terça-feira, 31 de janeiro de 2017

Interview: Tony Thai

Posted by | janeiro 31, 2017

Warning: This is the interview in English. If you want to read it in Portuguese, click here.
Aviso: Essa é a entrevista em Inglês. Caso você queira ler em Português, Clique aqui.

On the first week of January we had a post here on the blog (if you haven’t read, click here) which is about the work of Taro Bando and the F-Zero X soundtrack, speaking briefly about both the story and the technical aspects.

In this article, I quoted Tony Thai, who rearranged the track of the first F-Zero (Snes) to be in the style of X. For the first time here on the blog, we will have an interview with musician Tony Thai.

The interview was done by email, it tackles some facts about Tony, his work itself and the F-Zero Franchise, I hope you enjoy it.

Without further ado, the interview ...

Tell me a little about yourself.
I was introduced to music-making back in 1997 when a friend gave me a MIDI sequencing software, one of which being Cakewalk Pro Audio 6. I knew nothing about music or theory at the time, but after dabbling with the sequencers for a while I realized I could recreate tunes I've always had stuck in my head. And so I began transcribing my favorite video game tunes by ear into MIDI files and posted them online. I transcribed and released a bunch of MIDI covers on VGMusic for several years and intuitively learned the foundations of music theory in the process. Eventually I slowly transitioned into writing original music.

What kind of music do you like? Which artist or band do you like?
I didn't exactly listen to any specific bands or artists growing up. It was usually whatever song that was really catchy and got stuck in my head, whether it is a video game music, TV themes, anime openings, or even background music playing somewhere. My tastes have changed a lot over the years, but ever since an online friend introduced me to jazz fusion and Brazilian music I've been listening to a lot of great stuff by Casiopea, Pat Metheny Group, Shakatak, Tom Jobim, Ivan Lins, etc.

Do you like/play videogames? What are the consoles and games you like?
I used to play a lot of borrowed games on the NES, SNES, and a bunch of DOS games when my dad bought our first PC in 1992. Over the years I found out I was really good at racing games. I was also good at discovering glitches and shortcuts and used them to my advantage. During the official F-ZERO GX online competition back in 2003, I managed to win some official F-ZERO GX plaques and mousepads, but unfortunately I played on my brother's account so his nickname was printed on them instead. He's much better at racing games than I am, though. I also held the majority of the spaceflying world records in F-ZERO GX for a while before I stopped playing. It's seen as a cheap playing-style so I don't know if I should be proud of it, but it still required a ton of skill, effort and luck to beat the best players out there. As for consoles, I own an NES, SNES, N64, GameCube, and several handheld systems. I only bought the N64 and the GameCube because of F-ZERO X and GX.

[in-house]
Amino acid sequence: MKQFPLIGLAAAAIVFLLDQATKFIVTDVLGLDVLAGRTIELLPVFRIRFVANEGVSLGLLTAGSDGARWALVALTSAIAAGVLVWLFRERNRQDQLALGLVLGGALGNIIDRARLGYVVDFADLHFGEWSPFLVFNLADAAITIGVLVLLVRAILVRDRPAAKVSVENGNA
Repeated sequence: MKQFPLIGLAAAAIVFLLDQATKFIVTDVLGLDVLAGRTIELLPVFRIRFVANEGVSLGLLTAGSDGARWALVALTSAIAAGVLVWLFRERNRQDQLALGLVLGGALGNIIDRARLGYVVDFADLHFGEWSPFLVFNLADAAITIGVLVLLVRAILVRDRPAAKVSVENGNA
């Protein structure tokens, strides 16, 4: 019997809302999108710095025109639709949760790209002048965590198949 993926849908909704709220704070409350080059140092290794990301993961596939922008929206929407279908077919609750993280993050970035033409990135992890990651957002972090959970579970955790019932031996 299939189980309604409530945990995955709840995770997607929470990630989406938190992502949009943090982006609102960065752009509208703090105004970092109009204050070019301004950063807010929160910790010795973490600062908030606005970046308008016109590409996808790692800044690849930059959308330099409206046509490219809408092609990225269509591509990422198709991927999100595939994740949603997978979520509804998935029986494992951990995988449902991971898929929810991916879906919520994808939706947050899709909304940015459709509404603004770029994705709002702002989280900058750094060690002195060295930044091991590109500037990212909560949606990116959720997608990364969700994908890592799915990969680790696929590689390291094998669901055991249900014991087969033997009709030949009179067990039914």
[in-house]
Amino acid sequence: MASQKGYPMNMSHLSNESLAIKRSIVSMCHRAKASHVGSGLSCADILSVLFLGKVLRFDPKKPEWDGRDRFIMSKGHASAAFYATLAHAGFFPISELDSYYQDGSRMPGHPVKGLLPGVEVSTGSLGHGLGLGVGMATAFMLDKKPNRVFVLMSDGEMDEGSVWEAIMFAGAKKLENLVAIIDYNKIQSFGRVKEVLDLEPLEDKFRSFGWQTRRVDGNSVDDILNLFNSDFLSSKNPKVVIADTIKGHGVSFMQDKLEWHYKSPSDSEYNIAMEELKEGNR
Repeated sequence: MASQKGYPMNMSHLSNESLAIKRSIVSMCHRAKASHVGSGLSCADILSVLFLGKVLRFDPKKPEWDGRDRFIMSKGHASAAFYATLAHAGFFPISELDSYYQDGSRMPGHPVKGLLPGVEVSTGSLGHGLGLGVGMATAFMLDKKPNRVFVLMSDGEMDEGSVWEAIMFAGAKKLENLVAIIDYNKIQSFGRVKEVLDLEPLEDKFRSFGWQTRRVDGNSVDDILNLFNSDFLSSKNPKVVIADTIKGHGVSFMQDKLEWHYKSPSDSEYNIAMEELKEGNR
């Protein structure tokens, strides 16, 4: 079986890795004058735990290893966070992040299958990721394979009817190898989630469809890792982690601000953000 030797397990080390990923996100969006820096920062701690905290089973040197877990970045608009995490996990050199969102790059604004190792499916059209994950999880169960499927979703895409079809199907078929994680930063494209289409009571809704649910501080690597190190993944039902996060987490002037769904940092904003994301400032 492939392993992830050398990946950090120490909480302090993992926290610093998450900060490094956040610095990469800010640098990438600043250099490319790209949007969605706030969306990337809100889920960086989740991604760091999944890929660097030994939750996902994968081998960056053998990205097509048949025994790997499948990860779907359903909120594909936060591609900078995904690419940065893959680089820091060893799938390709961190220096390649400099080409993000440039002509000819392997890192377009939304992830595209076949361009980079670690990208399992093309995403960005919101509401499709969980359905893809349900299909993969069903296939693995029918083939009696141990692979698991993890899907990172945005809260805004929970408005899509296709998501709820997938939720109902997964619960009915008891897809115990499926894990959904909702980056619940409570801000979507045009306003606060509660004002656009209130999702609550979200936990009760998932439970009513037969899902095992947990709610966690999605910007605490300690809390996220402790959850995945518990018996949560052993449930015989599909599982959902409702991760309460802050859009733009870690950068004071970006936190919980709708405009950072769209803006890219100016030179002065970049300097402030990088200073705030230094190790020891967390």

Do you have a favorite(s) game composer(s)?
There are way too many to list so I'll just mention some that come to mind: Koji Kondo, Soyo Oka, Eriko Imura, Luna Umegaki, Hirokazu Ando, Yousuke Yasui, Jimmy Weckl, Daisuke Shiiba, etc.

Why did you arrange the F-Zero's soundtrack?
The F-ZERO series has been one of my favorite racing game series with catchy music I loved. I got into music-making around the same time F-ZERO X came out so it had a huge influence on my music. I remember how awesome the Mute City and Big Blue remakes sounded and wanted to hear the rest of the original F-ZERO tunes arranged the same way. I tried to make some F-ZERO X style songs myself, but the best I could do was a MIDI imitation using soundfonts that sounded nothing like it. Because F-ZERO X's music was streamed it wasn't possible to rip the samples like you could with other N64 games. Over the years I've incidentally come across the some of source samples used in the F-ZERO X soundtrack from drum machines like the Boss DR-660 and sound modules like the Kurzweil K2500 and the Roland SC-88pro. There are still a lot of samples I don't know the source to, but I was able to recreate most of them using existing sounds from my sound library. Most importantly was how I finally figured out a way to imitate the F-ZERO X guitar tone. I was playing around with Guitar Rig 2 and didn't have a guitar hooked up so I used a MIDI guitar patch from the soundfont that came with my Sound Blaster sound card (CT4MGM.sf2 or 4GMGSMT.sf2 or whatever). The moment I played a note I heard the F-ZERO X guitar tone I've been trying recreate this entire time. (EXAMPLE) I was really excited because it was the closest I've ever gotten to recreate the guitar sound from F-ZERO X. It was then I knew I had to recreate the rest of the original F-ZERO songs with F-ZERO X's instrumentation.

How was doing this album (F-Zero)?
It was fun. I had a ton of time back then because it was summer and I didn't have to go to work so I could spend all day working on a single song. Arrangement-wise, it was hard to decide whether or not I should arrange it faithfully to the source material or make it more F-ZERO X-like by simplifying the bassline and changing the chords to power chords. In the end I tried to do a mix of both while adding a bit of my style to it. Listening to it again now, there are a lot of things I'd change. First of all, I feel it could really use better mixing and EQing. The overtone on the bass is bothering me and the ride cymbals are too quiet. Some of the drum fills were too silly and probably required more than two hands to play and the arrangements for Sand Ocean and Red Canyon could've been better. I also don't like how the songs all ended abruptly instead of fading out. I would've fixed it by now, but the project files are stuck on a broken hard drive somewhere.